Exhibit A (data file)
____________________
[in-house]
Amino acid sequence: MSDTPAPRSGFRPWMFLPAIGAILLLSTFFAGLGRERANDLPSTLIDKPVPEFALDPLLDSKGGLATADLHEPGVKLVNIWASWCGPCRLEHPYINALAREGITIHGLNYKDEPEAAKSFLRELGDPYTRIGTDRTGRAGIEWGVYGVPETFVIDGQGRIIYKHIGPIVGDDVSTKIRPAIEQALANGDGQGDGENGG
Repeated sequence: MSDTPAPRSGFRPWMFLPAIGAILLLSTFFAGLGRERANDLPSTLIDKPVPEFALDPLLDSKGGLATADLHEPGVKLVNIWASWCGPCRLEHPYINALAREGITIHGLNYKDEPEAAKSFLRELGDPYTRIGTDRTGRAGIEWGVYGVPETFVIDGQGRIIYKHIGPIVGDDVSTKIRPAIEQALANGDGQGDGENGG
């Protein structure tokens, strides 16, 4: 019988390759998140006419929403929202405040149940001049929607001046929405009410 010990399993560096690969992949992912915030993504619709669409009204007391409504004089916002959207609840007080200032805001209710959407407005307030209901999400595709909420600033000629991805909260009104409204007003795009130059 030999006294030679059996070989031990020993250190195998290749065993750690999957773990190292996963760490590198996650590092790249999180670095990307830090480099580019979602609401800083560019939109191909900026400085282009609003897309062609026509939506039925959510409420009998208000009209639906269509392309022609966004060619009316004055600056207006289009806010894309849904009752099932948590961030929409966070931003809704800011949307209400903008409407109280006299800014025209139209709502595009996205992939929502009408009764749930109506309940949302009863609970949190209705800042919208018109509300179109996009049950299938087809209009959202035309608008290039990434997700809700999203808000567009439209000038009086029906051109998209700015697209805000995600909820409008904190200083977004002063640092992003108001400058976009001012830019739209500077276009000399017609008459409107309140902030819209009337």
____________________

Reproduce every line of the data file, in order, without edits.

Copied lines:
[in-house]
Amino acid sequence: MSDTPAPRSGFRPWMFLPAIGAILLLSTFFAGLGRERANDLPSTLIDKPVPEFALDPLLDSKGGLATADLHEPGVKLVNIWASWCGPCRLEHPYINALAREGITIHGLNYKDEPEAAKSFLRELGDPYTRIGTDRTGRAGIEWGVYGVPETFVIDGQGRIIYKHIGPIVGDDVSTKIRPAIEQALANGDGQGDGENGG
Repeated sequence: MSDTPAPRSGFRPWMFLPAIGAILLLSTFFAGLGRERANDLPSTLIDKPVPEFALDPLLDSKGGLATADLHEPGVKLVNIWASWCGPCRLEHPYINALAREGITIHGLNYKDEPEAAKSFLRELGDPYTRIGTDRTGRAGIEWGVYGVPETFVIDGQGRIIYKHIGPIVGDDVSTKIRPAIEQALANGDGQGDGENGG
């Protein structure tokens, strides 16, 4: 019988390759998140006419929403929202405040149940001049929607001046929405009410 010990399993560096690969992949992912915030993504619709669409009204007391409504004089916002959207609840007080200032805001209710959407407005307030209901999400595709909420600033000629991805909260009104409204007003795009130059 030999006294030679059996070989031990020993250190195998290749065993750690999957773990190292996963760490590198996650590092790249999180670095990307830090480099580019979602609401800083560019939109191909900026400085282009609003897309062609026509939506039925959510409420009998208000009209639906269509392309022609966004060619009316004055600056207006289009806010894309849904009752099932948590961030929409966070931003809704800011949307209400903008409407109280006299800014025209139209709502595009996205992939929502009408009764749930109506309940949302009863609970949190209705800042919208018109509300179109996009049950299938087809209009959202035309608008290039990434997700809700999203808000567009439209000038009086029906051109998209700015697209805000995600909820409008904190200083977004002063640092992003108001400058976009001012830019739209500077276009000399017609008459409107309140902030819209009337």